And that’s not to say that she won’t  learn the difference between right and wrong along the way or use the way she thinks as an excuse or the fact that she is asynchronous and is emotionally and socially behind . It means we won’t allow her to purposely be subjected to being judged or looked down upon for who she is and we will fully address any issues along the way. But since she doesn’t do things intentionally or with ill will  we need to figure out how to teach her to deal with those that don’t fully understand that. The key is figuring out exactly how to do that. Teaching her how to co-exist. I need a manual for that. 

Raising a Gifted Child Isn’t Easy


When I learned the state of Texas classifies gifted students as special needs, I didn’t fully understand what that meant. 

Until today. 

I have read every book and every article I can. I have tried to learn from those with experience.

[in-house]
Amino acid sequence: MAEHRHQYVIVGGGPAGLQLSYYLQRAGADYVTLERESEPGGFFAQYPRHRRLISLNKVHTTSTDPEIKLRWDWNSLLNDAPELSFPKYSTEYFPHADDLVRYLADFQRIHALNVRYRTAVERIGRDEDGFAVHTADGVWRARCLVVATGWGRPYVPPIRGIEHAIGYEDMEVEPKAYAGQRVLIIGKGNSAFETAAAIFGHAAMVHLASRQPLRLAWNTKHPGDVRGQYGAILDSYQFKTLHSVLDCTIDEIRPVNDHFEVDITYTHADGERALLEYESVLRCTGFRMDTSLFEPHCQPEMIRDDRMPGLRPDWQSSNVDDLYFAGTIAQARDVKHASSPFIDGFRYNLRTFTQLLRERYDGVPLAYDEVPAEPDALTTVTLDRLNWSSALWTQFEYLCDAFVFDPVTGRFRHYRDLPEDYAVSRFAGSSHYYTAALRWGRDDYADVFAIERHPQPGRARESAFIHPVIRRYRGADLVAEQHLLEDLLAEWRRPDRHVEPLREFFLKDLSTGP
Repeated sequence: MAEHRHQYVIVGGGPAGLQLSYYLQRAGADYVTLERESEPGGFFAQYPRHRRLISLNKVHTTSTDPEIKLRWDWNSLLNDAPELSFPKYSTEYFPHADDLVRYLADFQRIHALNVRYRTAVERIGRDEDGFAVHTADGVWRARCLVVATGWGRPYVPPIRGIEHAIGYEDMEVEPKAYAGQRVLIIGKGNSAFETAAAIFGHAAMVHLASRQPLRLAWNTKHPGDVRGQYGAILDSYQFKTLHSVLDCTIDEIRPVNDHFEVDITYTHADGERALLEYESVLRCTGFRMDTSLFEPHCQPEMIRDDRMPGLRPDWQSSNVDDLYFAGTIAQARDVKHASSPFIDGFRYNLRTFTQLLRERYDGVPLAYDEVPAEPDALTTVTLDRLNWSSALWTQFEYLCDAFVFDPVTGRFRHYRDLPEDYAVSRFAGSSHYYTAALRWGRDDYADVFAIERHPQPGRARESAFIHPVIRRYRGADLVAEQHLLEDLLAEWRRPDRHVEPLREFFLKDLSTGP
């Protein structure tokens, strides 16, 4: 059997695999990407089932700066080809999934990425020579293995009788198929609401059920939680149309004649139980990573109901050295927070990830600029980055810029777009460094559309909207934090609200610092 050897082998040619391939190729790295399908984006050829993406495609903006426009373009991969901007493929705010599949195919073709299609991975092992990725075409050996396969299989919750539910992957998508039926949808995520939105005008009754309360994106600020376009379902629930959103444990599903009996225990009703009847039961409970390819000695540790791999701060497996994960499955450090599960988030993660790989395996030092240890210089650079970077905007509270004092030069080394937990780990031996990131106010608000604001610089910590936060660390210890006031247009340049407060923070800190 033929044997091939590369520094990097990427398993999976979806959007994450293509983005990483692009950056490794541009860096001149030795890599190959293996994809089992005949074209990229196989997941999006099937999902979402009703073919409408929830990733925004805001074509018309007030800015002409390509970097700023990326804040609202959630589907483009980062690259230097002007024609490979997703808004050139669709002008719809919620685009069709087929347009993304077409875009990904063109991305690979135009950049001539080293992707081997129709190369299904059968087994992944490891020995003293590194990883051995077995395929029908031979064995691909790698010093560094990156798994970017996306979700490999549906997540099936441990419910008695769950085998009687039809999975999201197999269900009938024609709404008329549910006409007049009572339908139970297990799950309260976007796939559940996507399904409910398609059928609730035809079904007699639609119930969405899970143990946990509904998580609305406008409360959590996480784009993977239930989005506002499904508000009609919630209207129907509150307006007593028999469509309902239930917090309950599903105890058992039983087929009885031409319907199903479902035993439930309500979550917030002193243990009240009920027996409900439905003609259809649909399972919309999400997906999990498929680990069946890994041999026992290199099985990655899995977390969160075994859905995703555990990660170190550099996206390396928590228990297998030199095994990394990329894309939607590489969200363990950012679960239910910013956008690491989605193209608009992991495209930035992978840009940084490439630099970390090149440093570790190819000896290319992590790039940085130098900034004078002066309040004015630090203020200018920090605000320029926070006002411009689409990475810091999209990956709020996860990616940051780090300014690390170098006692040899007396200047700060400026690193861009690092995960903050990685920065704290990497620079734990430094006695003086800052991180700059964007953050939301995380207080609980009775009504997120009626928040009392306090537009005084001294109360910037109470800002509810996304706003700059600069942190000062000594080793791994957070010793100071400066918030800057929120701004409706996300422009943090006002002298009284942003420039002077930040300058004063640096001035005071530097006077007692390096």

But I will say nothing fully prepares you. 

There isn’t a guide that tells you how to balance their knowledge while keeping their innocence. How to maintain friends and a filter. 

Many see posts and articles about gifted kids as bragging when in reality it’s a shout out to the world to better understand them. They cannot help who they are. 

There’s a fine balance in letting your child know that they have a major grasp of knowledge and that they may think differently than their peers and to not share everything and be someone who they are not. 

Today I found out that it is almost impossible to explain this without divulging how much more they may understand the big picture and that they cannot share or express this with their peers without ruining the innocence of their closest friends in the process.